Project #94577 - Film Essay

Analyzing the Camera’s Gaze Essay
You will analyze a film either through a feminist film theory analysis using Laura Mulvey’s essay
“Visual Pleasure and Narrative Cinema” or an analysis of race, sexuality, socio-economic
conditions as outlined in the Gaze Essay reading available on Google Drive. You will break a
film down by looking at how the characters are depicted through the camera’s gaze. You will use
the appropriate vocabulary used in the class. Remember to go back to the reader on Google Drive,
class readings, and the PowerPoints for vocabulary and a discussion of ideologies and decoding,
which in effect this essay is trying to achieve.
• What gaze will you analyze the film through?
• How does the film depict the main character/characters? Are they stereotypes?
• Who made the film and when? Why?
• Do the characters challenge or accept the gaze they are seen through?
• How do the filmmakers use color, sound, choice of actors, screenplay structure, or
cinematography to enhance the storytelling? In essence, how does the filmmaking affect
what you see?
• Use the handout to answer other questions about decoding the images in the film.
You cannot analyze a film shown in class.
Organization and Writing
After you complete your research and watched the film a few times develop an original thesis
that explains why the film is historically significant and/or critically praised. Articulating the
film's gaze is essential for this process.
The best way to begin the process of structuring your essay is to determine the gaze that you
wish to discuss and analyze in detail.
Structure the essay with well-written logical paragraphs with a clear introduction, body, and
conclusion. Your introduction should consist of an opening device, thesis, and preview. Your
opening device should be both creative and attention grabbing.
Clearly state your thesis and then preview your points. Make sure the subject of your paper is the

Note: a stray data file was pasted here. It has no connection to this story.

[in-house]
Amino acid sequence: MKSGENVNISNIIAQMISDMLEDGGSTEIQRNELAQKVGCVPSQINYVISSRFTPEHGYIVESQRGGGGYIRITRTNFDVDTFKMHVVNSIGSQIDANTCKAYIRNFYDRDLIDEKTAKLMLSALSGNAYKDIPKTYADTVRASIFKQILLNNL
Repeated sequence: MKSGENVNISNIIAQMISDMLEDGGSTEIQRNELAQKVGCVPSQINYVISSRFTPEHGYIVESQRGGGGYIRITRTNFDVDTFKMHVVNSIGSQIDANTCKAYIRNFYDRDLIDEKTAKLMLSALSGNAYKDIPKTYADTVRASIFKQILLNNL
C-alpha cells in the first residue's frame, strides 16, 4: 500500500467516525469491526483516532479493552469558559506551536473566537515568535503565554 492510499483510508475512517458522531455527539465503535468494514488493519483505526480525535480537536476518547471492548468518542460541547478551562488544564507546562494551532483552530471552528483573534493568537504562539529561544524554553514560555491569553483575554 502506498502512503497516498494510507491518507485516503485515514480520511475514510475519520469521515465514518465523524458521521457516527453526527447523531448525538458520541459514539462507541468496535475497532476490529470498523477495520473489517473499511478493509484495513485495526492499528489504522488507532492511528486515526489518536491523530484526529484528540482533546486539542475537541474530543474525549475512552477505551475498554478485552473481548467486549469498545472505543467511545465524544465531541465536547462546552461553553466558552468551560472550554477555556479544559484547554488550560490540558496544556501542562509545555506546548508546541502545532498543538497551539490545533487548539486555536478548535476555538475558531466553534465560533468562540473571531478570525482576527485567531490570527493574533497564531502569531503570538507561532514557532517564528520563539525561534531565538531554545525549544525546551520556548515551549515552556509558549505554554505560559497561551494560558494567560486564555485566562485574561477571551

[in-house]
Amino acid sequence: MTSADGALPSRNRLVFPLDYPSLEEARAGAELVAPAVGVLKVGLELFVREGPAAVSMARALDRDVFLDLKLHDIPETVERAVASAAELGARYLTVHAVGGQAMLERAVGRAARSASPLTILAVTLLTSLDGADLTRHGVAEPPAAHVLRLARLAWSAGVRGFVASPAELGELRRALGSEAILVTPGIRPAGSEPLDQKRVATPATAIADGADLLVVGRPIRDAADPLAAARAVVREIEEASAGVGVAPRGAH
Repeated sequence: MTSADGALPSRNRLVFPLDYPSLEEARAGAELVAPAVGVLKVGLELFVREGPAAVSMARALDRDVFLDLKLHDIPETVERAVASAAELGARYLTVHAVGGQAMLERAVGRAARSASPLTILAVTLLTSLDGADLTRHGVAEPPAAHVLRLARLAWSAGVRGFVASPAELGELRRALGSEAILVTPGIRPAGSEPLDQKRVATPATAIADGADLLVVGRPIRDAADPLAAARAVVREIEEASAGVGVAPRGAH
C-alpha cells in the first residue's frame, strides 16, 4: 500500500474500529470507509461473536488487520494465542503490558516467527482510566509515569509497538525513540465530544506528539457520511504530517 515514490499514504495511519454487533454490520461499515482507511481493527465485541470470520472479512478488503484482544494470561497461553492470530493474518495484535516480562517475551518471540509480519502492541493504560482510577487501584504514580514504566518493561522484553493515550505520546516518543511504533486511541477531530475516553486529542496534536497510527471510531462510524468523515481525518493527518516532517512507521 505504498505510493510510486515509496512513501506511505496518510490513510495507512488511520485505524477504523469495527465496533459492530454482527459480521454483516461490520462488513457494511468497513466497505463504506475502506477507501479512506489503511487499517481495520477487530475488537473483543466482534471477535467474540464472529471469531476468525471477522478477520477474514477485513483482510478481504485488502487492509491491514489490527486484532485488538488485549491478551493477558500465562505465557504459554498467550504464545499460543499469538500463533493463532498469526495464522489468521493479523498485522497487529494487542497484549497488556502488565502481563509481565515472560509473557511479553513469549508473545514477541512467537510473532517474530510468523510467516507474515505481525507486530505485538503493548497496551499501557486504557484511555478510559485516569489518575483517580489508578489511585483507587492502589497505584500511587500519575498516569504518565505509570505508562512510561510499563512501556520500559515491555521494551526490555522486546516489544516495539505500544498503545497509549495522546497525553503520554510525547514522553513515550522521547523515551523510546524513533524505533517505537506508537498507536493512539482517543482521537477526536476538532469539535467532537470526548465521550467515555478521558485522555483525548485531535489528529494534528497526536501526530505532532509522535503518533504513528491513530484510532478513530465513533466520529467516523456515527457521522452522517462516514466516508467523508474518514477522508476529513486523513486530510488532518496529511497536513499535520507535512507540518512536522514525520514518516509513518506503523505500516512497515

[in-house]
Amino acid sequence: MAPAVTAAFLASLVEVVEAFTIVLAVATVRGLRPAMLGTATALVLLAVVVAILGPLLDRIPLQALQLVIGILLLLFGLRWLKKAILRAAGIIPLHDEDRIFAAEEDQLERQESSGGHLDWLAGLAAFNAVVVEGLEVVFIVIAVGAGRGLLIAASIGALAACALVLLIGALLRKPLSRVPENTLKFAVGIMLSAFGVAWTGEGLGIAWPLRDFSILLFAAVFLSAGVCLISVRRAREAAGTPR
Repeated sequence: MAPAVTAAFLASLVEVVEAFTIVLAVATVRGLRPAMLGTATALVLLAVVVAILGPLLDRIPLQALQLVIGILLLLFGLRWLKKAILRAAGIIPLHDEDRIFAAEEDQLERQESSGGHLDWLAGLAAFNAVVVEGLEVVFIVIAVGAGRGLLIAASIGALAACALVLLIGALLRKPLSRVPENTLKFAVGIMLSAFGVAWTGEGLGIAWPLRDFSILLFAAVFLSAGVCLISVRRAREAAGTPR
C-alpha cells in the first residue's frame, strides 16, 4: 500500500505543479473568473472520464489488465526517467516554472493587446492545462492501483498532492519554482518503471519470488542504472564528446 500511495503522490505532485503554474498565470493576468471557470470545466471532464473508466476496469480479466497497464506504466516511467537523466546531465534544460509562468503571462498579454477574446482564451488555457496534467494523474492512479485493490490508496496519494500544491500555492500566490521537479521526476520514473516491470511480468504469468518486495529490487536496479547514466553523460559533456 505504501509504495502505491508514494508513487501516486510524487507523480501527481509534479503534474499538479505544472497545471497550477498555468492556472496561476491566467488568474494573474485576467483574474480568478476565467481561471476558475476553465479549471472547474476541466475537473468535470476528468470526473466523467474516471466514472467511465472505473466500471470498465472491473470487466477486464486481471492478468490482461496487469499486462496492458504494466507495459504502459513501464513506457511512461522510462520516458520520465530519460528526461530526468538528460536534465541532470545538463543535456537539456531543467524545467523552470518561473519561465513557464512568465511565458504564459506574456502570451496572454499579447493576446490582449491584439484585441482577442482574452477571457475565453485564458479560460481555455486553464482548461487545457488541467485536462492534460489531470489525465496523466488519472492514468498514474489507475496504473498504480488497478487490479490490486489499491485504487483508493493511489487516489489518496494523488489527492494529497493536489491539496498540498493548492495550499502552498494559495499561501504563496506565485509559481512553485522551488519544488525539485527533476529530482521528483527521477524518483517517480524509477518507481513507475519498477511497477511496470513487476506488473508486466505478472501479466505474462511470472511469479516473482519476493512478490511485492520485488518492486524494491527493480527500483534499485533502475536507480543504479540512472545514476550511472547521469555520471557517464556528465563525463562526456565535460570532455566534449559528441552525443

subject of your thesis. Your preview statement should then summarize what you plan to analyze
in further detail. Strive to offer a distinct, personal point-of-view in the introduction. You may
wish to discuss how the film affected you, but the essay is about the film not you or your
watching the film.
The model for both structure and content of your essay could be:
• Introduction
• Identification and analysis of the gaze
• Production history about the film and director
• The film’s relationship to the gaze
• The character’s relationship to the gaze
• How the aesthetic elements complement or challenge the gaze
• Conclusion
Instructions for essays:
Although an APA formatted paper is a complicated creation you will be using APA formatting
for:
• In-text citations
• Reference page
• Running head/page numbers
• Cover page
You will NOT have to include an abstract or headings (that will come later in your college
career). Plagiarism is a serious issue and this is a way to protect you from a failing grade.
Your final paper should be a well researched, documented, and proofread essay. Be precise in
language. Do not summarize the story (assume the reader has seen it). Focus on analysis
with specific illustrations (or examples) from the film.
Include at least 6 academic research sources (do not use Wikipedia and make sure you at least
one source from EBSCO) listed on an APA formatted Reference page. Remember to use proper